Webster-Jackson loop (August 15, 2009)

That Friday I picked up the kids coming out of the woods - Alex after his 10-day backpack in the Pemi Wilderness (at left at Pinkham Notch with his group leaders Rachel and Hobbes) and Oscar after his 5-day teen volunteer trail crew re-routing the AT (at right), They were happy and proud of what they had done, and mellow after that time away from civilization and electronics...We hung out for a BBQ with the other trail volunteers. I tried not to show how much I was bursting with pride, that would have been embarrassing.
The following day the heat came to Bretton Woods, and with the prospect of a 90-degree day in the valley Roger Gagne and I decided to exploit the natural air conditioning of the mountains by doing the Webster-Jackson loop, over Mts. Webster and Jackson at the entrance of Crawford Notch. A short hike up from the Notch we did the side trip to Elephant Head (left), with nice views of the Ammonoosuc Valley, and on up to Mt. Webster, which tries hard to be a 4.000 footer but doesn't quite make it (3,910' - all we'd need is a real tall cairn). Down in Crawford Notch the train was passing through the Notch and over the trestle (right). That's the historical train track that opened the area to commerce and recreation in the mid-19th century. Now it's just for tourists, but Roger said it was worth the experience.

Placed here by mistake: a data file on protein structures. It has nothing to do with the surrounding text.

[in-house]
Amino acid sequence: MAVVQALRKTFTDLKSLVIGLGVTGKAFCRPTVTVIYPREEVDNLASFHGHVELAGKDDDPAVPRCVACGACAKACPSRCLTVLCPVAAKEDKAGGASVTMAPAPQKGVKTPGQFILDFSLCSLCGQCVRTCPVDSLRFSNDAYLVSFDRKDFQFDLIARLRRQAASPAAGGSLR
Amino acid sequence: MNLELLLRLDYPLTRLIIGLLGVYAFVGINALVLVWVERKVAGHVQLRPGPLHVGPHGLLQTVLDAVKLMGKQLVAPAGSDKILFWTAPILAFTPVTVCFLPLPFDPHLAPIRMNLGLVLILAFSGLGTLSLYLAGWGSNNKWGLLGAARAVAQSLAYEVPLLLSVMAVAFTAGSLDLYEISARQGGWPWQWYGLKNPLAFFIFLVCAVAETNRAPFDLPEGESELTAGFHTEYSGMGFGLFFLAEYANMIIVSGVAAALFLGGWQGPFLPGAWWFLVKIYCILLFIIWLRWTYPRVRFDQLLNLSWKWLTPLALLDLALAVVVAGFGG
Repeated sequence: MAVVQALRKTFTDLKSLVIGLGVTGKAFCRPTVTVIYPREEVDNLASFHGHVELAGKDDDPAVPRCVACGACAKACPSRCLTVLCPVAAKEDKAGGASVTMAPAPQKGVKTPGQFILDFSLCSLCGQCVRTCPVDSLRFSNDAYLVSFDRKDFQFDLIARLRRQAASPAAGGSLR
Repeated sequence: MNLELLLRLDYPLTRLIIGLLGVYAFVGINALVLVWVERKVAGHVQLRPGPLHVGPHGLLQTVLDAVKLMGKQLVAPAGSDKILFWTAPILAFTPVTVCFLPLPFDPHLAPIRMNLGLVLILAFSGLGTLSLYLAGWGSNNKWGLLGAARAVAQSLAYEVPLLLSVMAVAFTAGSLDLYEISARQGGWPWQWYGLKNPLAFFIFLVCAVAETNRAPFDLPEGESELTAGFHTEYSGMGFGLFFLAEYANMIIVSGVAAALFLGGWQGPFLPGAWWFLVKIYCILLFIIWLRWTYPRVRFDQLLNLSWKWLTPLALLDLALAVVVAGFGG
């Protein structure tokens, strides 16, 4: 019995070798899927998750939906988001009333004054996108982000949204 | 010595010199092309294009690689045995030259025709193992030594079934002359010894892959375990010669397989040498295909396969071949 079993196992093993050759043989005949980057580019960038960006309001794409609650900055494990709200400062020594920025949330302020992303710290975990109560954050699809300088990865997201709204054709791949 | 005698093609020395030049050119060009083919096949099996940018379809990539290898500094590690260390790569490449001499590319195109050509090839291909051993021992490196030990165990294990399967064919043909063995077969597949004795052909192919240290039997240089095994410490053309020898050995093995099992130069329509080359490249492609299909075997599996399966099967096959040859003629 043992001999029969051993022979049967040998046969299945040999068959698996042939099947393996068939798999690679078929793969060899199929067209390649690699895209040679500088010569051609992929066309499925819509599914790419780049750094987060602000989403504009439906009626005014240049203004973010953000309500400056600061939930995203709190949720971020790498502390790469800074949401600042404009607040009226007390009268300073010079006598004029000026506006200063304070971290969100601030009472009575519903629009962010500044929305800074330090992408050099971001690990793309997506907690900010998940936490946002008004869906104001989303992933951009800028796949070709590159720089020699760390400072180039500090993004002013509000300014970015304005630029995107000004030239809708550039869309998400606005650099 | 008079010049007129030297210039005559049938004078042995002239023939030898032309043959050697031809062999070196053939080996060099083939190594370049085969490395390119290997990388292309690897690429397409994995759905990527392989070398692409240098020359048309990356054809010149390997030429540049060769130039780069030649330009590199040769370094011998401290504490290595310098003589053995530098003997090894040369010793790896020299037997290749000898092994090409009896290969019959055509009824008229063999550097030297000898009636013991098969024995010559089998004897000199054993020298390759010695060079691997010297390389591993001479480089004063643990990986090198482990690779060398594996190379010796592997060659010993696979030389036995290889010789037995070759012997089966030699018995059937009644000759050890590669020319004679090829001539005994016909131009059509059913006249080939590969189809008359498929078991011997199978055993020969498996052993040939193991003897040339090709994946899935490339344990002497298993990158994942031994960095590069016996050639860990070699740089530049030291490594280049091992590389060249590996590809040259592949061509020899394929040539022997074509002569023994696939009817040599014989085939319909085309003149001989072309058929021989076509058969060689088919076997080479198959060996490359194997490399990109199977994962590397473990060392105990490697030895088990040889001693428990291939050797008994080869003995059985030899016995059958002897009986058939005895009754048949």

Mt. Webster had very nice views (left), and some grey jays looking for snacks. We enjoyed the cool breeze and hung out for a while before proceeding to Mt. Jackson (4.050'). The whole trail was very well graded and the stroll from Mt. Webster to Mt. Jackson (practically flat, often on ledge) was real pleasure, although access to Mt. Jackson required going over some steep ledges and Roger couldn't resist making a clown of himself (right).
Mt. Jackson has a well-deserved reputation for having one of the best views of the Whites. At left is the view of the southern Presidentials looking out to Mt. Washington (and Roger's back), and at right is the view of the Willey range. There is a frequent misconception that the higher the mountain the better the view. In fact the lower mountains tend to give you a closer-range view that is more spectacular, and Jackson is a case in point. After enjoying the cool breeze some more we headed back down into the heat, and shot the rest of the afternoon in the shade with some tall pastis drinks in the true French tradition.

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